swhs

Joined on Jan 22, 2011

Comments

Total: 40, showing: 1 – 20
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Again the stupidity of saying files can't be bigger than 4G on SDHC cards. They can! Just format it to a different FS. And conversely it works too. I formatted a 128G card to FAT32 because exfat is poorly supported under FreeBSD, and suddenly I could even use this card in an old S2 phone. The interface of these cards is apparantly exactly the same, just the filing system that it comes preformatted with, is different.

Link | Posted on Apr 28, 2016 at 17:42 UTC as 8th comment
In reply to:

Wallybipster: Looks like another feeble attempt to make a camera bag for outdoor enthusiasts. I have yet to find a dedicated camera bag that actually works for anything but casual short strolls in good weather, when I am not doing anything strenuous and don't need to carry anything non-photo related besides maybe a windbreaker.

I imagine most outdoor adventurers who also take photo gear along like myself already know that the best solution is to find a non-photography backpack that suits your style, and then deal with adapting it to the gear you take. What would be awesome is if someone like Osprey or Gregory decided to add a section of the pack designed for a body and some lenses, but that's probably getting too niche.

Also, gear loops! You can use them for an ice axe, or a tripod, or both like I sometimes do.

That exists, it's the Jack Wolfksin pack that I already mentioned...The photo compartment is configurable and can be taken out (or used to compartmentalise other stuff). It's a good general purpose backpack... There's a bigger version now too. But the standard one is already big for taking on planes or busses etc.

Link | Posted on Mar 20, 2016 at 11:55 UTC

For a bag with proper waist straps etc., see e.g the Jack Wolskin ACS photopack. I used the predecessor of the current model a few years ago, and used the photocompartment also for other stuff, even 1 litre cartons of fruitjuice fit perfectly, multiple ones if you don't have much photo gear :)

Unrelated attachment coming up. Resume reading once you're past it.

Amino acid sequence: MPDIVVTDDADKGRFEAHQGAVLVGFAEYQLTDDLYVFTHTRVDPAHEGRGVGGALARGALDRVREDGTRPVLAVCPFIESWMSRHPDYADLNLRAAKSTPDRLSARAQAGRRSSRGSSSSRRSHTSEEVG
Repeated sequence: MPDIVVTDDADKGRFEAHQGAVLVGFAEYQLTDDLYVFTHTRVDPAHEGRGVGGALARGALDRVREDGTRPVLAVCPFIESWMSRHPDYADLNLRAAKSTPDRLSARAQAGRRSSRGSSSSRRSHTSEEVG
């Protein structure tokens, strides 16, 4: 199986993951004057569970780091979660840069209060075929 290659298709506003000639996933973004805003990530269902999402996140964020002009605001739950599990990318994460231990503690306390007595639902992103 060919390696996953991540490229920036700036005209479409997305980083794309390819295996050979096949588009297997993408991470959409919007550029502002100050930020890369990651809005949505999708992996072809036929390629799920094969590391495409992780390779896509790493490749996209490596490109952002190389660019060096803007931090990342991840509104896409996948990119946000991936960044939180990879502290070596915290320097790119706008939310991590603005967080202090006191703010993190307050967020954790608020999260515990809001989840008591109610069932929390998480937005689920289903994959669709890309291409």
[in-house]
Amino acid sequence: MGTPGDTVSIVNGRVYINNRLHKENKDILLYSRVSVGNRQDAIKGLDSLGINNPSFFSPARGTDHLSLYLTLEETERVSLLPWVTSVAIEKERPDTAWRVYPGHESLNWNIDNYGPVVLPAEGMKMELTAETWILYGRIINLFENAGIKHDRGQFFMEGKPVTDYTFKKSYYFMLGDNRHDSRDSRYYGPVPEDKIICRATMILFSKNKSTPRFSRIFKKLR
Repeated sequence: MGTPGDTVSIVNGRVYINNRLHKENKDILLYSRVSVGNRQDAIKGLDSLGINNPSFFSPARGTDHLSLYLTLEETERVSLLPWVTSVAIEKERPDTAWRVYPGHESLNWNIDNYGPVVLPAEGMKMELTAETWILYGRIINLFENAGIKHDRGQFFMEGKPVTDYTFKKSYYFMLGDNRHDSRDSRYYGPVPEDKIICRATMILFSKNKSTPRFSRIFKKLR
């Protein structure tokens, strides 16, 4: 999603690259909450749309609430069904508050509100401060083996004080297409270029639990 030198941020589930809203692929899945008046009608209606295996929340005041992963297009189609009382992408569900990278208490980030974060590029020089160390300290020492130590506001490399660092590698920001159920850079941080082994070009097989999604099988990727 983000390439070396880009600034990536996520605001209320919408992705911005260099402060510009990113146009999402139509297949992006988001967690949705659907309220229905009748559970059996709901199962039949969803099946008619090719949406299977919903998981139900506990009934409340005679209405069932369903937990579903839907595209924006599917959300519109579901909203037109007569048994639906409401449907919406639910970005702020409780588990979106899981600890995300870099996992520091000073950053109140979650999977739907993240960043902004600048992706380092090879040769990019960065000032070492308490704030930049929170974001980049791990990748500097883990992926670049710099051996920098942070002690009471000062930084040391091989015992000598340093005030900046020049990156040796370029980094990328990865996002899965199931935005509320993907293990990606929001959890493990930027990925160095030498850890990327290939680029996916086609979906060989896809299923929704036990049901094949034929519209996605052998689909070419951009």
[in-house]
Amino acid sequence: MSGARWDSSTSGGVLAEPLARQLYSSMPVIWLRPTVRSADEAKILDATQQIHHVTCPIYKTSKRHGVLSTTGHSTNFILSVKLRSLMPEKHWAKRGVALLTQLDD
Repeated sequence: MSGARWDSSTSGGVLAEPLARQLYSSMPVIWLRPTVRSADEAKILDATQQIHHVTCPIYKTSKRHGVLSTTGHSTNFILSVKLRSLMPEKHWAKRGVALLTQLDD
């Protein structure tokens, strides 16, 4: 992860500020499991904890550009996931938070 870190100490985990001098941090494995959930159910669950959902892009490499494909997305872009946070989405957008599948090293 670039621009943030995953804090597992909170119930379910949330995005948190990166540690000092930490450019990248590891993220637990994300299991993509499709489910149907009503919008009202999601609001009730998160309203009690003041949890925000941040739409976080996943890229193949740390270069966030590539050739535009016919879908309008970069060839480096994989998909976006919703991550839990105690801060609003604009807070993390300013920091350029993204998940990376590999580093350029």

Perfect for shopping for juice while on a long trek in cities...

Link | Posted on Mar 19, 2016 at 18:34 UTC as 8th comment | 1 reply

From what I read, SDHC and SDXC are not different in interface, and thus these are not 'card types' but filing system types that for some reason camera makers adhere to. You can just format a SDXC card to FAT32, as I did, to be able to use my 128GB card reading/writing directly from/to it in FreeBSD. I could also use the card then in my old S2 phone... The free unix variants have failed in not providing/suggesting a suitable alternative to monkeysoft's rubbish, and so here we are again with junk related to that company... The camera makers could also have done something long ago (to in-camera format to a new filing system), but no, lets follow and use an inane filing system from monkeysoft. Again!

Link | Posted on Mar 3, 2016 at 14:26 UTC as 11th comment

That whole press release is some of most meaningless BS I've read in a long time, even more so than that BS from getty images the other day. Unbe-fooking-lievable.

Link | Posted on Jan 28, 2016 at 14:11 UTC as 21st comment | 2 replies
On article Corbis Images content to be distributed by Getty (29 comments in total)

“As the most trusted and esteemed source of visual content in the world, Getty Images is always innovating and investing to bring customers the most comprehensive and diverse offering of quality content,”